Four other researchers from Stanford, Yale, the University of California-San Diego and the University of California-San Francisco also received Allen Distinguished Investigator awards, competitive three-year grants designed to support innovative research that typically does not receive support from traditional sources. The researchers will work on cellular decision making and modeling dynamic biological systems.
“It’s really exciting to get such innovative ideas for such early stage research and we are anticipating great things to come from this,” said Kathy Richmond, senior program officer for the Allen Foundation.
Gore’s project, “Microbial studies of cellular decision-making: game theory and the evolutionary origins of cooperation,” will apply game theory to analysis of sugar consumption among yeast as a model biological system.
The work will examine probabilistic or mixed strategies among yeast and the evolution of cooperative behaviors in the consumption of two different sugars, galactose and glucose. “Even genetically identical cells placed in some environment will often not all do the same thing,” Gore said. In particular, some will turn on a particular gene while others will not.
“From our standpoint, we really use these laboratory microbial populations to try and get insight into some of these bigger ideas, but I think that there is really kind of feedback in both directions. We really want a better understanding both of microbes but also as we do this, we hope that some of the phenomena that are common in microbes may also end up being true in animal populations and maybe even human populations,” Gore said.
The Allen Award will be managed by the Department of Physics; Gore’s prior research funded by the National Institutes of Health was managed by the Materials Processing Center at MIT.
The Gore Lab team includes graduate student David Healey, lead researcher on the mixed-strategy; graduate student Hasan Celiker, for the work on the evolution of cooperation and ecological factors; postdoctoral associate Alvaro Sanchez; and Pappalardo Postdoctoral Fellow Kiril Korolev, who will be leading a range expansion study. “It’s really quite an interdisciplinary team and that’s one of the things that’s fun about this area,” Gore said.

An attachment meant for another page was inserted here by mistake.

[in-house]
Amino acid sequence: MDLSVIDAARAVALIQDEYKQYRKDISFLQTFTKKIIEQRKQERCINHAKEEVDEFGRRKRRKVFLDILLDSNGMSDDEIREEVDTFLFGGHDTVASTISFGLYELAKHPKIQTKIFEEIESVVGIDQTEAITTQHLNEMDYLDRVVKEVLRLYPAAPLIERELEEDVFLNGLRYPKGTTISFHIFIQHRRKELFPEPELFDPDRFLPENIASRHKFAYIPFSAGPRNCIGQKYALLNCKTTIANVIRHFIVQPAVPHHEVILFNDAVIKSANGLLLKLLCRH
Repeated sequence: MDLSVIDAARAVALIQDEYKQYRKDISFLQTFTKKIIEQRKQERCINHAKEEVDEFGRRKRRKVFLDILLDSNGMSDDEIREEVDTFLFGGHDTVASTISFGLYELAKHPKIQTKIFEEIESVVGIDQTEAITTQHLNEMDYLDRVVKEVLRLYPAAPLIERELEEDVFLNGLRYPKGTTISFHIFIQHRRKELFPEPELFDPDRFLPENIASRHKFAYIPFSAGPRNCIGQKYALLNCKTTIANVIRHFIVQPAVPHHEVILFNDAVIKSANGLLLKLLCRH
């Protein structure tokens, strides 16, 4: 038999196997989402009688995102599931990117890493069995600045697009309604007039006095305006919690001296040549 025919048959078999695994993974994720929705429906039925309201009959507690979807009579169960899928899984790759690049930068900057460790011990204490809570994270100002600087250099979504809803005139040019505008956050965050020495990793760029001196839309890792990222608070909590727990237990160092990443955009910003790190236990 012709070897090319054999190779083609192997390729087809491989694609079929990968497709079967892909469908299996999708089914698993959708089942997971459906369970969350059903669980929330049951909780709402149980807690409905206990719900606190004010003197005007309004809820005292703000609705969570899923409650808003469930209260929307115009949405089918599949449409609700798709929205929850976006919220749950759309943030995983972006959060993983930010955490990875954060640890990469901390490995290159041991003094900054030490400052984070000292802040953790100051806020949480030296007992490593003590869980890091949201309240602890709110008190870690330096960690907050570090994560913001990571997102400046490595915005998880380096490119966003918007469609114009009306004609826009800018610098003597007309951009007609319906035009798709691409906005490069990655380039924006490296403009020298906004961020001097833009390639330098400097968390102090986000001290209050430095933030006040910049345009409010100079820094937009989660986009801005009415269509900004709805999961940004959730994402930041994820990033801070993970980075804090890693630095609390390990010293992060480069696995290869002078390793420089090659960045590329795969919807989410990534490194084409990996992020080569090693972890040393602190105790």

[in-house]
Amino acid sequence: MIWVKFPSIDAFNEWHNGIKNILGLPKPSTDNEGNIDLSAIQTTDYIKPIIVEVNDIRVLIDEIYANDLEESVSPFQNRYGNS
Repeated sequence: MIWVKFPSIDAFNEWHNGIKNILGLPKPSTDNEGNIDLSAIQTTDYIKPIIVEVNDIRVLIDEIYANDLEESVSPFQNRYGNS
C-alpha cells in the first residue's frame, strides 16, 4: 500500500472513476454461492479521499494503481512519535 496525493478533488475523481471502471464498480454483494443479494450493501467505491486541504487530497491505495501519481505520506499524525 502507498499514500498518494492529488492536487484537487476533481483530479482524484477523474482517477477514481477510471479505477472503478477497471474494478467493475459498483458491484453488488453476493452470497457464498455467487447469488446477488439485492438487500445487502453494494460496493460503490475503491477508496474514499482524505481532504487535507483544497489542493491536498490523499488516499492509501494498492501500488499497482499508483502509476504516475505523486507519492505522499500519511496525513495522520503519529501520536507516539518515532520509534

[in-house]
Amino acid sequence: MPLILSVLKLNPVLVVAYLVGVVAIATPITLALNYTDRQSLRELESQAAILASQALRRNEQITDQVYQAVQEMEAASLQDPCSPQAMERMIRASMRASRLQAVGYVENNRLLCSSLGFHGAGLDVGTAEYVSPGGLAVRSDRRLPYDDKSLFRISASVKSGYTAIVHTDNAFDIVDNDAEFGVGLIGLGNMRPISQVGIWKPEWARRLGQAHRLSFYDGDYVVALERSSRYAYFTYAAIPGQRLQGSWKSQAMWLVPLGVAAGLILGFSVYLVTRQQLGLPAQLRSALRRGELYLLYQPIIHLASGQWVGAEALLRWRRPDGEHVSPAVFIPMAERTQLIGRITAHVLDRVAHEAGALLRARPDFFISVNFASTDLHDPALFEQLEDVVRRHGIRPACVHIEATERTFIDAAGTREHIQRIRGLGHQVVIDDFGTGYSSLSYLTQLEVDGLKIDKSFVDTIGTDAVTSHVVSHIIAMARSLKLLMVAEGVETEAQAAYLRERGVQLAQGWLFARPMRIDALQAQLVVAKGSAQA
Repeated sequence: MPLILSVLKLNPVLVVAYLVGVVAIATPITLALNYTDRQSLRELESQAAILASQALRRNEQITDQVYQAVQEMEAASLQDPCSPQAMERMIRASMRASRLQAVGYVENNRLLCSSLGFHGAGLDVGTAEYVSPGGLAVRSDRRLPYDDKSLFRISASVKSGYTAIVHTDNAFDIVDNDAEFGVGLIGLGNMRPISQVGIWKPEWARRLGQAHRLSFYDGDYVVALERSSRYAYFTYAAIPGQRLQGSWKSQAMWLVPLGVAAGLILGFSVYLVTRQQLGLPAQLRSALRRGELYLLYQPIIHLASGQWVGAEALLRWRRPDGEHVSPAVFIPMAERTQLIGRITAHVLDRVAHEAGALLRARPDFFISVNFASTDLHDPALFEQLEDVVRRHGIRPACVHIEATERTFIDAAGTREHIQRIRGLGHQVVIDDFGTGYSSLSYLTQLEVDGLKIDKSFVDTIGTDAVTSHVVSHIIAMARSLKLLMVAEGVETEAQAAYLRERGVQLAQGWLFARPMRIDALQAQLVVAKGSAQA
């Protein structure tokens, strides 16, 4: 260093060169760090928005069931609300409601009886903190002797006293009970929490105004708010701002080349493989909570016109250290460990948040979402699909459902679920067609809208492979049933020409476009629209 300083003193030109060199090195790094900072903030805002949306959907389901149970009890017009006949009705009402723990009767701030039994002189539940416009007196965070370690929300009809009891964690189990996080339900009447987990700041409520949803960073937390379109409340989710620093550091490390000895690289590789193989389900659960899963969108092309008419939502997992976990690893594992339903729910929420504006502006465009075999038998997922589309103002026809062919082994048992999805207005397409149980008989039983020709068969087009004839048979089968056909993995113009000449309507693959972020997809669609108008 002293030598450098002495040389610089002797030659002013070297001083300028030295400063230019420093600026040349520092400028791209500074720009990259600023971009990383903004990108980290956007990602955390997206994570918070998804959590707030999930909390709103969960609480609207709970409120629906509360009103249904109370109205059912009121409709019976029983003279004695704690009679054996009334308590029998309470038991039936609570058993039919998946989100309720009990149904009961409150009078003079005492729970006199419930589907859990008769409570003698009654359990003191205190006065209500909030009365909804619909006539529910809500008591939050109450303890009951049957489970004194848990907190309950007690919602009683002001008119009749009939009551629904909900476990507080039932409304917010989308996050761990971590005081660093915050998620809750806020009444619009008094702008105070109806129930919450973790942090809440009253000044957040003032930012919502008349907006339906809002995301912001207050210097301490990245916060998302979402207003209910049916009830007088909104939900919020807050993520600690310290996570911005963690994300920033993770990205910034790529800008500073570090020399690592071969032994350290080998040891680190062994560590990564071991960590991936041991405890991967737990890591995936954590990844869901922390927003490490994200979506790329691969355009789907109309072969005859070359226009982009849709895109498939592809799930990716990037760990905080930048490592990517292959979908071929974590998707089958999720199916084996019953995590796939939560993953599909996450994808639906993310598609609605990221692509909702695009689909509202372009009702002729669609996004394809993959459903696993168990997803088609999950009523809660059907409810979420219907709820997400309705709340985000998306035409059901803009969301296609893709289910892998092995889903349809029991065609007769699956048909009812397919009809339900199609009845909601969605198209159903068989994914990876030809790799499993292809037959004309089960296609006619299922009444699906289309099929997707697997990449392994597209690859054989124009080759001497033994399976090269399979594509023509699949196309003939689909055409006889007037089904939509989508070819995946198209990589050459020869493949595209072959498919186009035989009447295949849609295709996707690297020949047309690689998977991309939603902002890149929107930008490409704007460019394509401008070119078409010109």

Gore studied the cheater dynamic as a postdoctoral associate at MIT under Professor Alexander van Oudenaarden using yeast sucrose metabolism as a model system to understand the evolution of cooperation and cheating. “The basic question is how a population, which is collectively doing something, enforce that state of cooperation. It may be the case that cheater strategies, that is, individuals that don’t fully contribute to the public good, they may have an advantage relative to those cooperator individuals and the cheater may then be able to spread throughout the population in particular genetically,” Gore said.
“If the cheater is able to have more offspring than the cooperators, then that cheater genotype, or phenotype, spreads throughout the population and this leads to a loss of cooperation at the level of the population,” he said.
“In the original Nature paper in 2009, what I found was that the cooperators and the cheaters coexisted. So the cheaters could spread in the population of cooperatives but they didn’t drive the cooperators extinct. What we found is that’s because the cooperators keep some of the public goods that they create. They eat just 1 percent of the sugar they create before they share it and that small preferential access allows them to survive in the presence of the cheaters. That’s going to be a very common rule for how cooperation can be favored, by just keeping a little bit of the benefits, it can make a qualitative difference. It can transform the situation from where the cooperators would be wiped out to a case where you at least get survival of both cooperators and cheaters,” Gore said.